BILL KURTIS: From NPR and WBEZ Chicago, this is WAIT WAIT...DON'T TELL ME!, the NPR News quiz. I'm Bill Kurtis, filling in for Carl Kasell. We're playing this week with Ken Jennings, Amy Dickinson, and Roy Blount, Jr. And here again is your host, at the Chase Bank Auditorium in downtown Chicago, Peter Sagal.
BILL KURTIS: From NPR and WBEZ-Chicago, this is WAIT WAIT...DON'T TELL ME! the NPR News quiz. I'm Bill Kurtis filling in for Carl Kasell. We're playing this week with Roy Blount, Jr., Amy Dickinson and Ken Jennings. And here again is your host ,at the Chase Bank Auditorium in downtown Chicago, Peter Sagal.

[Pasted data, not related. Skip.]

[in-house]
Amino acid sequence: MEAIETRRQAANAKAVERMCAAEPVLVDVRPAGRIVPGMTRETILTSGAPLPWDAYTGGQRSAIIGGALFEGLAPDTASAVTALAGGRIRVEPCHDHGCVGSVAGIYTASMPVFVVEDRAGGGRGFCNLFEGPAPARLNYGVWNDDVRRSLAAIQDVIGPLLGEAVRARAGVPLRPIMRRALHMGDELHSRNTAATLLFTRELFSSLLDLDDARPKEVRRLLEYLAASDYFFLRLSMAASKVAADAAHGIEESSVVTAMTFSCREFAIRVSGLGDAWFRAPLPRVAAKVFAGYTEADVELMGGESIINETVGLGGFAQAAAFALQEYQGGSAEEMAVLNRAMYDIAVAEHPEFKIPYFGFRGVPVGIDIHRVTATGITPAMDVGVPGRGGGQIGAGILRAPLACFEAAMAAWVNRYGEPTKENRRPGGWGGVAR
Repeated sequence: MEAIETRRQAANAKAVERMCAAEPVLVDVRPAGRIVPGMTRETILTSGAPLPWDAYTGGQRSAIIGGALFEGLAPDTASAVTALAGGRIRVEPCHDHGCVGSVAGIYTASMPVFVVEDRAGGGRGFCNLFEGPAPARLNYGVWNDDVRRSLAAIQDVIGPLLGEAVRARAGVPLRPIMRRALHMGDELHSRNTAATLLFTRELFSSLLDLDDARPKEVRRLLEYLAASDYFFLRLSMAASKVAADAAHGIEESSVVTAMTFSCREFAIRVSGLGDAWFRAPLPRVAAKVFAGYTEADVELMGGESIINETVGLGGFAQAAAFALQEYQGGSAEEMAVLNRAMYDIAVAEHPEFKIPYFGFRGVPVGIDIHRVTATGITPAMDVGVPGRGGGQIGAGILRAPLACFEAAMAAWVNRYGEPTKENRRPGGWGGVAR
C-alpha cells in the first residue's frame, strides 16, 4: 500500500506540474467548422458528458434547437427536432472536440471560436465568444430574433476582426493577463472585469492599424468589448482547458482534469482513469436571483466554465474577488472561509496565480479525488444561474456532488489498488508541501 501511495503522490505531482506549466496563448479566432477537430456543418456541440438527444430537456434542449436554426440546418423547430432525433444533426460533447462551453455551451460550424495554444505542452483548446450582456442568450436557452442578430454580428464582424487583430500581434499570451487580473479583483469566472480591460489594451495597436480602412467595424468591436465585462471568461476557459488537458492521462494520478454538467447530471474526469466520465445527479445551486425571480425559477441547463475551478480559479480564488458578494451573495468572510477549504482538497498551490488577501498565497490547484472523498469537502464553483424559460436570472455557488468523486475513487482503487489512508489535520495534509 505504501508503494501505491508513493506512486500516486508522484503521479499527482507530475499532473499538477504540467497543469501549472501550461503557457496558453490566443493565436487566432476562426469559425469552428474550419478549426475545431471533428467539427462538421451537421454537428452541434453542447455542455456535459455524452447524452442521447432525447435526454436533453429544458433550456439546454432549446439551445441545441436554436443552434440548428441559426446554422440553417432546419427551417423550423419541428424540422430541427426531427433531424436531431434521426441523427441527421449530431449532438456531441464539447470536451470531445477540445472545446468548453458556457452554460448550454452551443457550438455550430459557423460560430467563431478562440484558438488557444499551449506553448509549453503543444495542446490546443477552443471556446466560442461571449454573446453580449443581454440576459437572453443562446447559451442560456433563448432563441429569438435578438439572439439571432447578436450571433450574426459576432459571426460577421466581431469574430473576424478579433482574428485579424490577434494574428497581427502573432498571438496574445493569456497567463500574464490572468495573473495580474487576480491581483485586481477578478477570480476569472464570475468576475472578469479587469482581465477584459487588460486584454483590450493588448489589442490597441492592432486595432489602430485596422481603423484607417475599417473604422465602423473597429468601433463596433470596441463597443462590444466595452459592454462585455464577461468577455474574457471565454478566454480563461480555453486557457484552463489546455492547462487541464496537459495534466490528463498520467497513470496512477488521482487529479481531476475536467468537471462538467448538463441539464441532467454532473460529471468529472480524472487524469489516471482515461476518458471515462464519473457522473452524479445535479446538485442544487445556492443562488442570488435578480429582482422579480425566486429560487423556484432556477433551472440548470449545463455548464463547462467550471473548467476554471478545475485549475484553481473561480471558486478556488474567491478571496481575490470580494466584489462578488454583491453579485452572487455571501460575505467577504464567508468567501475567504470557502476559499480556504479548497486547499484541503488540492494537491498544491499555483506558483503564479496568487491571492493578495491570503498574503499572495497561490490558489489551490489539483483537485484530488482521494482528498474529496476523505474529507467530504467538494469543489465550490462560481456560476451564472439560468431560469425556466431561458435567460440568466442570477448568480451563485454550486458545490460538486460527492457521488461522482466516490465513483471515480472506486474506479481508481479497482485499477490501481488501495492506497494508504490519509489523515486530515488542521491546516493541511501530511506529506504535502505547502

PETER SAGAL, HOST:
Thank you, Bill, so much. In just a minute, Bill's meditation mantra is rhyyyyyyyyyme in our Listener Limerick Challenge.
Does your local high school have a student newspaper? And in this day when a social media message saying, "Tonight's Green Design and Technology class homework sucks!" can instantly be sent to thousands, does it need to?
The New York Times reports this week that only 1 in 8 of New York's public high schools has a student newspaper — and many of those are published just a few times a year. A few more are online, which can leave out poorer schools.
In 1971, when the Environmental Protection Agency was in its early days, someone at the agency got the idea to send nearly 100 freelance photographers around America to document the country. These weren't postcard shots, but pictures of street corners, freight yards, parking lots, alleyways — wherever people were working and living. It was called Documerica, and it went on for seven years.